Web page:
shows what it's really like, 18 December 2009
Author: chuck-526 from Ipswich MA

As one who was already pretty knowledgeable about autism and familiar with Mongolian shamanism, I found these pictures extremely interesting. I haven't seen anything else remotely like this, with its very real scenes of inconsolable tantrums, outrageous drug regimens, traveling with incontinence, frazzled parents, unexpected fondnesses, blue flowers, and frame drums. Sure there's some selective editing going on, maybe even bordering on impressing an overall narrative on a series of events that didn't really flow so linearly. And sure some of the magic is a little hard for our Enlightenment rationalism to just observe without trying to impose some evaluation or judgment. Who cares? In any case gobs of reality show through, and they're much closer to being there than anything else you've ever seen (unless maybe you've watched a whole lot of research footage taken through a one-way mirror). Besides, it's so refreshing to me to finally see a film about autism that does _not_ include a hand flapping scene.

I suspect some of the things in this film will seem pretty strange to most viewers, and others will only be grasped superficially; I can't say that for sure, because for me that viewing openness has already gone by and I can't get it back. I'm pretty sure though that enough will be familiar that viewers can retain their bearings - you needn't be concerned about being surreally swept away into some entirely different world.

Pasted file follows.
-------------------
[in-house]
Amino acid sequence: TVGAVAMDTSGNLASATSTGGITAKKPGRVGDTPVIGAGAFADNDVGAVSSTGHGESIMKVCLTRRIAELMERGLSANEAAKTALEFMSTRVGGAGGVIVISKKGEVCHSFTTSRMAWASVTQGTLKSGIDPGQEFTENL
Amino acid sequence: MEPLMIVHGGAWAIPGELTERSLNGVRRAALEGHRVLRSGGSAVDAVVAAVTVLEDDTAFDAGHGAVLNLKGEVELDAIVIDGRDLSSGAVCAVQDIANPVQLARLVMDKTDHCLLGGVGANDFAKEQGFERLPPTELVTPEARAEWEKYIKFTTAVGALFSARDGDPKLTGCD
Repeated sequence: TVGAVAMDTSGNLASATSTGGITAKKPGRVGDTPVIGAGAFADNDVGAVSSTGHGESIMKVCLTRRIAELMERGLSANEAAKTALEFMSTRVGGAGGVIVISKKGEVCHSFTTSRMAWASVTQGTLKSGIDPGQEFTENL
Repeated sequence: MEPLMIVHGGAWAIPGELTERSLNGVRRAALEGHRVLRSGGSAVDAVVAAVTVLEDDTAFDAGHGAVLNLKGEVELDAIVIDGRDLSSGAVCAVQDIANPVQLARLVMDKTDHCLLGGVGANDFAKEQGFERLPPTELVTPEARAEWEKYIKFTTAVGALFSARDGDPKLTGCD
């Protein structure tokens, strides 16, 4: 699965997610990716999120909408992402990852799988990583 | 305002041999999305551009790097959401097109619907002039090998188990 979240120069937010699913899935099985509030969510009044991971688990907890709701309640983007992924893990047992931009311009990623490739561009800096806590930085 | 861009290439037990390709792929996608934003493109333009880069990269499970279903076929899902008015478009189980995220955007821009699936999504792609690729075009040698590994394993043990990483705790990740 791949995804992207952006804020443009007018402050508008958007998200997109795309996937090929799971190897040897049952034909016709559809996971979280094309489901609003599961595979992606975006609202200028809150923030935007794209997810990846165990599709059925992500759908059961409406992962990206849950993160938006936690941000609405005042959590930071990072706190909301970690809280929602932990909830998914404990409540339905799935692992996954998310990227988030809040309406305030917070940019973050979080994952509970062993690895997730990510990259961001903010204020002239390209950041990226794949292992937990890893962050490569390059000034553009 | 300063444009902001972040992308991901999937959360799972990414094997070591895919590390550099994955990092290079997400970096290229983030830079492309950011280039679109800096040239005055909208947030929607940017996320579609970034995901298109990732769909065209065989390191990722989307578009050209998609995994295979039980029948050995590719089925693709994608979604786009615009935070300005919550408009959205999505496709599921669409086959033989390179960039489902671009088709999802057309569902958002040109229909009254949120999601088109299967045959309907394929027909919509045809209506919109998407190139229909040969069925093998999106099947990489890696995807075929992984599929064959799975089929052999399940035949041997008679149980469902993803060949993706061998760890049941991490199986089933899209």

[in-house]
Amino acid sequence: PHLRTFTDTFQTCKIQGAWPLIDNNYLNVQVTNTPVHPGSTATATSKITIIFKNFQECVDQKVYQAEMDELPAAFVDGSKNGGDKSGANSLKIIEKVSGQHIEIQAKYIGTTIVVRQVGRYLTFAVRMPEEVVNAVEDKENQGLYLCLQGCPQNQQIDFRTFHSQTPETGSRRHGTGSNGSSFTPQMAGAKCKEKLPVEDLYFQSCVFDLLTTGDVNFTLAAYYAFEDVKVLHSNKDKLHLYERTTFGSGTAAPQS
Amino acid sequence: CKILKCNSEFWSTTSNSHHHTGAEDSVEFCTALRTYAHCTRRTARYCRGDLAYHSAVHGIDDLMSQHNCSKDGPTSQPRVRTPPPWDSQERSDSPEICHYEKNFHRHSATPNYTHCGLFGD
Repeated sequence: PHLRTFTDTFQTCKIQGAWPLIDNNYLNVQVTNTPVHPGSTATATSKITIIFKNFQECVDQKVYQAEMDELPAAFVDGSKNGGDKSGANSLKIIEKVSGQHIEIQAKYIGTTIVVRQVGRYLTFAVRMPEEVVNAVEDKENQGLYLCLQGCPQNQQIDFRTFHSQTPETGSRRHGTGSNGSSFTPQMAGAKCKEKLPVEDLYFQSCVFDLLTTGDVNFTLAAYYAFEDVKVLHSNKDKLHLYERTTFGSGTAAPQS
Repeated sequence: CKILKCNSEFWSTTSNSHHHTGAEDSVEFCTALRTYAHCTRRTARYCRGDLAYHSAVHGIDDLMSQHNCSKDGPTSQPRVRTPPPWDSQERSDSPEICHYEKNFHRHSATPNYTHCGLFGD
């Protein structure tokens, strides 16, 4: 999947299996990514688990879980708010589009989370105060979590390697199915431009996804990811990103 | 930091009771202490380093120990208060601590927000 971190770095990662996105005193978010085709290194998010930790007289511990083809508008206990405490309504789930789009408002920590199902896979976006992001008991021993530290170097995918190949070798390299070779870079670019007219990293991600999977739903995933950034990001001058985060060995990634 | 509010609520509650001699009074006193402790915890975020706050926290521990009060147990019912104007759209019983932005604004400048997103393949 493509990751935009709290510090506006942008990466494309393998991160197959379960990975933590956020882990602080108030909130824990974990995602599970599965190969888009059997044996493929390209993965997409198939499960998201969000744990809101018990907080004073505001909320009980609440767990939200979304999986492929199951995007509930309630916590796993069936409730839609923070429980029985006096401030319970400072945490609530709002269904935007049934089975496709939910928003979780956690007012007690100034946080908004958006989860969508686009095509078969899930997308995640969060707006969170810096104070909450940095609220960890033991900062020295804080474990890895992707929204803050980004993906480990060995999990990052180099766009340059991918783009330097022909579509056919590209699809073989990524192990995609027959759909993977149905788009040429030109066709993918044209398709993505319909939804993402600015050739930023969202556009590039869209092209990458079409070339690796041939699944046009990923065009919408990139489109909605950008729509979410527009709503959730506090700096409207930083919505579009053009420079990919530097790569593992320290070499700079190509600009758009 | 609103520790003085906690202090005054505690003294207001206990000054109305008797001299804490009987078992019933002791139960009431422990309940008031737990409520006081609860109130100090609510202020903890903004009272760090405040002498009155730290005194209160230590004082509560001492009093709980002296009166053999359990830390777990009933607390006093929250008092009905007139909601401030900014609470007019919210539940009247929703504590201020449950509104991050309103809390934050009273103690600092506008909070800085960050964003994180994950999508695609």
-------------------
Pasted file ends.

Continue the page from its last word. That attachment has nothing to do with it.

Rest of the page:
In one scene, some offhand explanatory remarks are offered while mixing the daily drug cocktail. Those comments will probably seem innocuous or unremarkable to most. But if you've already got a laundry list of (mostly wildly speculative) possible autism treatments in your head, it becomes clear they're already trying pretty much all of them.

I know from other films that Mongolian scenery can be quite arresting. Some of the landscapes can be achingly beautiful, drawing you into a story all by themselves. But while the landscapes here are indeed striking, they're not drop-dead gorgeous. Maybe it's something about the hand-held camera format, or maybe it's some insufficiency of depth of focus, or maybe the resolution isn't quite high enough, or maybe the timing's too short, or... I'm not enough of a film-techno-freak to figure out why it is - I just know this film's less about the scenery than might be expected. .

The philosophy is pretty light: nobody hits you over the head with anything, but in the end there's no question what the parents think either. Personally I already bought into the same philosophy the film presents: given the reality of people with "different" brain structures, societies might be better served by integrating them and making them productive than by trying to divide the "sick" and the "well" by too bright a line. And there's a difference --unfortunately too often lost-- between "curing autism" and "no longer driving folks nuts" (either by mitigating a few problem behaviors or by re-framing reactions to them so they lose their potency).

To me, the part that best summarized the point of view was Dr. Temple Grandin reiterating her statement that if she could magically wave away her autism, she wouldn't. Although there's weirdness and uncomfortableness here, there's great value here too.

This is not a film about the wider significance, possible epidemic, worldwide incidence, or current medical handling of autism. What it is about is one family that was given some lemons and how they're making lemonade. The biggest message I got was "pay attention!" Not everybody can --or should-- take their child to Mongolia. But everybody can try hard to understand and react to their child just as they really are, and that's what makes all the difference.